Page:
• gretchenrubin

      Thanks!! I so appreciate that.

      As an experiment, try posting every week day. See if it’s easier or harder.

  • Ian

    This is a great list of tips. I especially agree with having someone keep you company — it really provides that extra positive reinforcement to get things done (especially going to the gym).

    One thing I would add to the list would be: put down the computer. There are so many distractions (blogs!, facebook, twitter, etc) that I think they sap our focus. They may help organize our lives and keep us connected to one another, but I think long-term use of technology is only going to increase procrastination by decreasing focus.

  • BerniceWood

    OMG, it seems every post I have come across in the past day or two are screaming at me, “why are you putting off starting this project? you have wanted it for months, and you took the first step, why are you hesitating?”

    I guess I need to get of my rear and get moving with it!
    Bernice
    http://bernicewood.wordpress.com/2010/09/14/moving-towards-simplicity/

  • Kris

    Gretchen, great tips! I have started walking again every morning and it sure is easier to do it every day than a few times a week. The ritual of it makes it habit forming. I just finished reading your book last week and I really enjoyed it! I encourage everyone on this blog to read it! Your personal stories to reiterate your points made it so fun to read and so easy to relate to. It’s really great to have your blog now to reinforce and remind me of what you wrote about. I look forward to starting my own happiness project and taking a look at your toolbox to get started. Kris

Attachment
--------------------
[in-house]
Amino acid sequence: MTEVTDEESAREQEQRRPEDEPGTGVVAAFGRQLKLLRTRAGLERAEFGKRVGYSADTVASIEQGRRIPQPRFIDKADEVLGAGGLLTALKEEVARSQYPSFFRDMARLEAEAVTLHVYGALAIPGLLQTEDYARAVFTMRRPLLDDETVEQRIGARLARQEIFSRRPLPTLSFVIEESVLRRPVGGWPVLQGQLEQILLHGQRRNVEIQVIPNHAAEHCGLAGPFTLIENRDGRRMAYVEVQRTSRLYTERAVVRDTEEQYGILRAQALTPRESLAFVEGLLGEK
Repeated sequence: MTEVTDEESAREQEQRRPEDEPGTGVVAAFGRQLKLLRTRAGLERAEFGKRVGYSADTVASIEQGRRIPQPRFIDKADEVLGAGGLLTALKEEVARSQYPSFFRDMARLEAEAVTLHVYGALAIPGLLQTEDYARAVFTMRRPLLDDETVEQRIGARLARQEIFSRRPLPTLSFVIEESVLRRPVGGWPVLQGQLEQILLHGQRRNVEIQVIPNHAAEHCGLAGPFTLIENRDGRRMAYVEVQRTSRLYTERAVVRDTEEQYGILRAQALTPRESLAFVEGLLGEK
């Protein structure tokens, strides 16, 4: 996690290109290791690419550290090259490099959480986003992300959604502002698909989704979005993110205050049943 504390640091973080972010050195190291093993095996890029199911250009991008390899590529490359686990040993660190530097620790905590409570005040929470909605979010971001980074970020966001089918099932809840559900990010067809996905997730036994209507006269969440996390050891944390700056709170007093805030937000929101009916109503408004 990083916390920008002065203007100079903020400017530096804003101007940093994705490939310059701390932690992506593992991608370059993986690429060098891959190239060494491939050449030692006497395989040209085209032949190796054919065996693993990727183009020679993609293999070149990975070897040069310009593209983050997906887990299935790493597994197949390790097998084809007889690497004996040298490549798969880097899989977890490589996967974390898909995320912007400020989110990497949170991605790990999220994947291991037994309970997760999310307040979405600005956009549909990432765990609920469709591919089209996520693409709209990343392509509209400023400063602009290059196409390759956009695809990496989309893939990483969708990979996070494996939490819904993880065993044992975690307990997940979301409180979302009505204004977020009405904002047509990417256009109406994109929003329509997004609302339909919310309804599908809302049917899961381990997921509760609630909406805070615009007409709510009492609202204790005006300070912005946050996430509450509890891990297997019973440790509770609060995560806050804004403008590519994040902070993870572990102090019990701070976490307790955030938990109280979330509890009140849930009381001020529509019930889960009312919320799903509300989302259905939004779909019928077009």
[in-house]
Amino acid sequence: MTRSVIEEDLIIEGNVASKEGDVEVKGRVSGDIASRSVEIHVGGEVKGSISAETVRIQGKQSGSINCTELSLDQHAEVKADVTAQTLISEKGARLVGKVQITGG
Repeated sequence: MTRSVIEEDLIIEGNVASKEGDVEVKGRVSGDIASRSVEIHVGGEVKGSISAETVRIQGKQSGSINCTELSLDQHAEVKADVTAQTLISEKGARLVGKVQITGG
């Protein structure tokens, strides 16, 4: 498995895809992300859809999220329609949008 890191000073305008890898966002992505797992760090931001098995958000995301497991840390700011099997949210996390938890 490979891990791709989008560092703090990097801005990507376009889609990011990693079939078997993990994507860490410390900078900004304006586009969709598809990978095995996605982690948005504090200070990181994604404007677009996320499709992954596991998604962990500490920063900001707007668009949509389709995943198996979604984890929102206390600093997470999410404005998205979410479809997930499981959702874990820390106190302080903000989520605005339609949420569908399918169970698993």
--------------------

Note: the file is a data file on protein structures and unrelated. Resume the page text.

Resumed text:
• jenny_o

    #4 separate the preparations from the execution

    This has been most helpful to me when I am procrastinating either because the job looks so huge or because I am dreading some aspect of it that I find especially unpleasant.

    If I have a large job to do, it helps to reduce the effort at any one time.

    If I have a nerve-wracking phone call to make, it helps to get my thoughts in order if I find the phone number, write it down, and list the points I need to raise, all on a large, fresh sheet of paper so there is room for notes during the call.

    Quite often, once the preparation is done, it is easy to start the actual job – right away.

  • Ellen Delap

    Break into baby steps. When I am overwhelmed by how big a project is and how to do it, I like to map out my plan. It helps get started!

  • Mhalton

    I think that these are all worthwhile tips. One of the other things that I think is very helpful is, as my mother would say, “the only way to eat the elephant is one bite at a time” I think this is similar to #4 but I usually find that if I make my really big tasks into lists of smaller tasks they get done quicker because i do get satisfaction out of crossing things off my list.

  • Ben A.